A discrimination claim has been issued based on the argument that veganism is a “philosophical belief” and qualifies for protection from discrimination under the Equality Act 2010.

Jordi Casamitjana, a zoologist specialising in animal behaviour, was dismissed by the Surrey-based League Against Cruel Sports (LACS) after making a report to management and informing other employees that the organisation was investing pension funds in animal testing companies. Mr Casamitjana claims he was dismissed for being an “ethical vegan”. LACS have emphatically rejected this and say he was dismissed for gross misconduct.

An “ethical vegan”, as well as abstaining from the use of animal products in their diet, avoids all forms of animal exploitation, such as wearing leather clothing or buying products connected to animal testing. Mr Casamitjana told reporters that “some people only eat a vegan diet, but they don’t care about the environment or the animals, they only care about their health. I care about the animals and the environment and my health and everything”.

The case has stimulated press interest and is being hyped as a landmark development, as the courts have never ruled on whether veganism can be a protected philosophical belief. However, this is unlikely to be a landmark case. Ethical veganism is certainly capable of amounting to a protected philosophical belief.

However, being a vegan alone will not amount to a protected characteristic. The vegan diet must fall within a set of beliefs about animal rights or environmentalism that carries the level of clarity and seriousness required to be a philosophical belief under the Equality Act 2010. The courts have previously confirmed that a belief in man-made climate change and the proper and efficient use of public money in the public sector can both qualify as philosophical beliefs, so it would be very surprising if Mr Casamitjana’s fervent ethical veganism did not.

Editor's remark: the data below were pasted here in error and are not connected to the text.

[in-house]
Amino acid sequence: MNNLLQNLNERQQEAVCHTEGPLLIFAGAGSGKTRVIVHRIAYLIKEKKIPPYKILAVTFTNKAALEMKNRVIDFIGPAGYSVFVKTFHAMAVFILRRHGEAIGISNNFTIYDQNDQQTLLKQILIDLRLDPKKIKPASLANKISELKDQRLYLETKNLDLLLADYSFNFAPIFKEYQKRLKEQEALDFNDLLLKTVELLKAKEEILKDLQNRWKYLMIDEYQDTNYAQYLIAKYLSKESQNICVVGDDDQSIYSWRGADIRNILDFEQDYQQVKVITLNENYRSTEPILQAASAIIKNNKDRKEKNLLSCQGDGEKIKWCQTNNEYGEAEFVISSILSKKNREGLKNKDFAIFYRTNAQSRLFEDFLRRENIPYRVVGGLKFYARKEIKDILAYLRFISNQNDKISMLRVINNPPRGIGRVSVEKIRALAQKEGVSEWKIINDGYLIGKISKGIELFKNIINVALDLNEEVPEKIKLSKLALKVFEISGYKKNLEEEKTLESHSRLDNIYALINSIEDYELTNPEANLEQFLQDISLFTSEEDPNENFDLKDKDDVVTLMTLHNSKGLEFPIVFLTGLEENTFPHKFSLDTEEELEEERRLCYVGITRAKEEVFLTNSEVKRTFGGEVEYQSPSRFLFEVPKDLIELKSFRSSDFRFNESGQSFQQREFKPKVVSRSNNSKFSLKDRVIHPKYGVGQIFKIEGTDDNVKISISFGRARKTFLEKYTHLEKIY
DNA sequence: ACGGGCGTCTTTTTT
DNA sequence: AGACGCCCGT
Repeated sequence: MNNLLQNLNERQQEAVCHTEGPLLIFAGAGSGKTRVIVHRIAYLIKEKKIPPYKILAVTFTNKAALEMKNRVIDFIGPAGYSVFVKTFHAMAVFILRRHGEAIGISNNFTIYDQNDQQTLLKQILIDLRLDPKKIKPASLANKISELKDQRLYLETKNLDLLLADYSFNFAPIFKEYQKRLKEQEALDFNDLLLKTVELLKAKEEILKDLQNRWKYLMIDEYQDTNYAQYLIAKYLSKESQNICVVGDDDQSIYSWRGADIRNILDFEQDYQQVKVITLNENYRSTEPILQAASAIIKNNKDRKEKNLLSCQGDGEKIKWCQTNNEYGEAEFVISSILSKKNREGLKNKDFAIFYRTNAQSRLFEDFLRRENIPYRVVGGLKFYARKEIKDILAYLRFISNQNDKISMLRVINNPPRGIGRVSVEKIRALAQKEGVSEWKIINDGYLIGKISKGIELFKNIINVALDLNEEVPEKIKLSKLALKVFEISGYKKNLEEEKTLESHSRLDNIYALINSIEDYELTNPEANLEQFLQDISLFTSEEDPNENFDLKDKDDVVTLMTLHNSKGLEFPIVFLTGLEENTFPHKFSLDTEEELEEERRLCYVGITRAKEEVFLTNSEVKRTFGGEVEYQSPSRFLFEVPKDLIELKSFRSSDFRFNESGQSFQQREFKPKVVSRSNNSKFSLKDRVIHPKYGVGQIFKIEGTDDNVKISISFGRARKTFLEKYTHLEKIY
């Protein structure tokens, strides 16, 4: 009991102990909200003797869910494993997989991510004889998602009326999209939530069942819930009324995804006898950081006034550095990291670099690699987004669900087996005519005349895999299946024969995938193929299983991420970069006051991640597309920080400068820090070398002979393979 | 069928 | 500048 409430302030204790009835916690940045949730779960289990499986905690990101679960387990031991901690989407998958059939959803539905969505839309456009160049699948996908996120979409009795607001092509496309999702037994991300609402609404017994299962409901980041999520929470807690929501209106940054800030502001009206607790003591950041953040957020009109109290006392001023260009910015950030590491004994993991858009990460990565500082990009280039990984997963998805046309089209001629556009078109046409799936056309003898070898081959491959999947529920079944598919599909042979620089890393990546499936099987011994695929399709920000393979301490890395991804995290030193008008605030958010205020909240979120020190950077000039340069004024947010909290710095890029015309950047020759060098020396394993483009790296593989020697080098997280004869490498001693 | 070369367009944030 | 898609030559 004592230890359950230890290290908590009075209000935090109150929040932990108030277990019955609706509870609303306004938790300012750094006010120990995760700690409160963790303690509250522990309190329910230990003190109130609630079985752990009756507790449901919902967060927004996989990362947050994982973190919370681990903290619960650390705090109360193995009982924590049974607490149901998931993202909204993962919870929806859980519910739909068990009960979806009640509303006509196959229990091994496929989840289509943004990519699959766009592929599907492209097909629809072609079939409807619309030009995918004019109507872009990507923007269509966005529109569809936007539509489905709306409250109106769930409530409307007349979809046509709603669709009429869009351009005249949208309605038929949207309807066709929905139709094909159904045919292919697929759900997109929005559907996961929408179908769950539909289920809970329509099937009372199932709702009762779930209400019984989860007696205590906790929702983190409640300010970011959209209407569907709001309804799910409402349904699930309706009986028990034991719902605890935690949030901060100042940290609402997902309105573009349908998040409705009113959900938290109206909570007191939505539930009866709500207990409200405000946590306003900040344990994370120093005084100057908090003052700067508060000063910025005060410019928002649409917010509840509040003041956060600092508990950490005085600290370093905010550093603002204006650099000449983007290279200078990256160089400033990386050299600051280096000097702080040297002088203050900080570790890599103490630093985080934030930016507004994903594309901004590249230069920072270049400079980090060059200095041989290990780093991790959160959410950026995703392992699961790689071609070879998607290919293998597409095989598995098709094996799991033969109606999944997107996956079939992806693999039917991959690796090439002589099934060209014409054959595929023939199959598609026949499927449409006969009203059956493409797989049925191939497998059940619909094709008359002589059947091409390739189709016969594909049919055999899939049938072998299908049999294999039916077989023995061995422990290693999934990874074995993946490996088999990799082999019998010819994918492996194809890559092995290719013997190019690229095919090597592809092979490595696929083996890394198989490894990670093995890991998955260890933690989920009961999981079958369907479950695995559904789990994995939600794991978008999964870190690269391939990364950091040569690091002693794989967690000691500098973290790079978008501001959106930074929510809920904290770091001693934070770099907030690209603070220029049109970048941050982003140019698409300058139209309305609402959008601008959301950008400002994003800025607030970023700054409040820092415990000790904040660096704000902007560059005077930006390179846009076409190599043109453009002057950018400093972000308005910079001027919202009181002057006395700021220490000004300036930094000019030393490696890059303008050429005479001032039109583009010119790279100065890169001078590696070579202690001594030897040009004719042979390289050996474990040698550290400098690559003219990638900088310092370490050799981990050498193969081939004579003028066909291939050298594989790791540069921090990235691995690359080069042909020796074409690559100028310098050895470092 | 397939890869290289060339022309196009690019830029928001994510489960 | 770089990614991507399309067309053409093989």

The problem for Mr Casamitjana lies not in proving that he has a protected characteristic, but in proving that he suffered discrimination. Dismissing an employee for disclosing pension scheme investments to management and other employees could feasibly be unfair dismissal, but it is very different to dismissing someone on the grounds of their philosophical belief. Direct discrimination – where an employee is treated less favourably than someone else because of their protected characteristic – can be difficult to establish, as it only applies where the protected characteristic causes the treatment, not other surrounding factors.

The dismissal is also unlikely to be indirect discrimination, which is where a ‘provision, criterion or practice’ (PCP) causes a particular disadvantage to a group of employees sharing a protected characteristic. Assuming that a rule of “don’t complain about or disclose information relating to pension fund investments” could qualify as a PCP, it is still difficult to see how this rule would put vegans at a particular disadvantage.

It remains to be seen how this case will develop. There will be an initial hearing next March to determine the issue of whether Mr Casamitjana’s “ethical vegan” beliefs amount to a protected philosophical belief. If he is successful on this point, a further hearing will determine whether or not his dismissal was discriminatory.

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